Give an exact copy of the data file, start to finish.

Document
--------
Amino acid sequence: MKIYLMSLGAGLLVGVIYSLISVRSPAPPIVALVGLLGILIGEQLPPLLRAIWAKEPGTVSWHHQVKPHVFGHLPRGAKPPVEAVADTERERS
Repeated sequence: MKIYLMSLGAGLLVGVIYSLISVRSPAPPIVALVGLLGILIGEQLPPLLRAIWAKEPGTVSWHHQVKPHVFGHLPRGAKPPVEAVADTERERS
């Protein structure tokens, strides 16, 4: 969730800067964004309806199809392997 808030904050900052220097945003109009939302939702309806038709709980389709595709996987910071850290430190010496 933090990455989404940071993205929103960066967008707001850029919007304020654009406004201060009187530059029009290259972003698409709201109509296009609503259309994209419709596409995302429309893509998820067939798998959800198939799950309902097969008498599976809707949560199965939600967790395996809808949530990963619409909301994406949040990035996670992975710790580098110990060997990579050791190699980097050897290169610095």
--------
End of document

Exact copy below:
Amino acid sequence: MKIYLMSLGAGLLVGVIYSLISVRSPAPPIVALVGLLGILIGEQLPPLLRAIWAKEPGTVSWHHQVKPHVFGHLPRGAKPPVEAVADTERERS
Repeated sequence: MKIYLMSLGAGLLVGVIYSLISVRSPAPPIVALVGLLGILIGEQLPPLLRAIWAKEPGTVSWHHQVKPHVFGHLPRGAKPPVEAVADTERERS
């Protein structure tokens, strides 16, 4: 969730800067964004309806199809392997 808030904050900052220097945003109009939302939702309806038709709980389709595709996987910071850290430190010496 933090990455989404940071993205929103960066967008707001850029919007304020654009406004201060009187530059029009290259972003698409709201109509296009609503259309994209419709596409995302429309893509998820067939798998959800198939799950309902097969008498599976809707949560199965939600967790395996809808949530990963619409909301994406949040990035996670992975710790580098110990060997990579050791190699980097050897290169610095």